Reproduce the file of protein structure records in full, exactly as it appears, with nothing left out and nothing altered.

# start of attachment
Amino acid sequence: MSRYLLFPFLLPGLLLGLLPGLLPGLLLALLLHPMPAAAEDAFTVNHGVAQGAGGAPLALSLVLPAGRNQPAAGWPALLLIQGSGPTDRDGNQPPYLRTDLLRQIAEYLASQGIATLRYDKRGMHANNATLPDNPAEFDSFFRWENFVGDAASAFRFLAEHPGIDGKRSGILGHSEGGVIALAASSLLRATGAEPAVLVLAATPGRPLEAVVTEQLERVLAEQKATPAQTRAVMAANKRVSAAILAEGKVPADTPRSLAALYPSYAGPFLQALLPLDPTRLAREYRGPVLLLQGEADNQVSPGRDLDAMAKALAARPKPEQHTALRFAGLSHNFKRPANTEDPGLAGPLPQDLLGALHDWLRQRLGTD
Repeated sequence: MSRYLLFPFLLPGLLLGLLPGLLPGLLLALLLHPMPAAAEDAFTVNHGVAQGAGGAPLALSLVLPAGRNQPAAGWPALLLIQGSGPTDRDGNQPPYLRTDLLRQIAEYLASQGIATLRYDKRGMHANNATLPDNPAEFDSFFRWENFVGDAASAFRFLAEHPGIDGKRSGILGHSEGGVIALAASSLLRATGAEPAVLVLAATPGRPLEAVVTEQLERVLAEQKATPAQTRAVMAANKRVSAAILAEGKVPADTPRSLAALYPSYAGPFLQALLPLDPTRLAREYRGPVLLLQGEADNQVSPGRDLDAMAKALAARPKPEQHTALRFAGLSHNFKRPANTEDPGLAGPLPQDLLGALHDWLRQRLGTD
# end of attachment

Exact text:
Amino acid sequence: MSRYLLFPFLLPGLLLGLLPGLLPGLLLALLLHPMPAAAEDAFTVNHGVAQGAGGAPLALSLVLPAGRNQPAAGWPALLLIQGSGPTDRDGNQPPYLRTDLLRQIAEYLASQGIATLRYDKRGMHANNATLPDNPAEFDSFFRWENFVGDAASAFRFLAEHPGIDGKRSGILGHSEGGVIALAASSLLRATGAEPAVLVLAATPGRPLEAVVTEQLERVLAEQKATPAQTRAVMAANKRVSAAILAEGKVPADTPRSLAALYPSYAGPFLQALLPLDPTRLAREYRGPVLLLQGEADNQVSPGRDLDAMAKALAARPKPEQHTALRFAGLSHNFKRPANTEDPGLAGPLPQDLLGALHDWLRQRLGTD
Repeated sequence: MSRYLLFPFLLPGLLLGLLPGLLPGLLLALLLHPMPAAAEDAFTVNHGVAQGAGGAPLALSLVLPAGRNQPAAGWPALLLIQGSGPTDRDGNQPPYLRTDLLRQIAEYLASQGIATLRYDKRGMHANNATLPDNPAEFDSFFRWENFVGDAASAFRFLAEHPGIDGKRSGILGHSEGGVIALAASSLLRATGAEPAVLVLAATPGRPLEAVVTEQLERVLAEQKATPAQTRAVMAANKRVSAAILAEGKVPADTPRSLAALYPSYAGPFLQALLPLDPTRLAREYRGPVLLLQGEADNQVSPGRDLDAMAKALAARPKPEQHTALRFAGLSHNFKRPANTEDPGLAGPLPQDLLGALHDWLRQRLGTD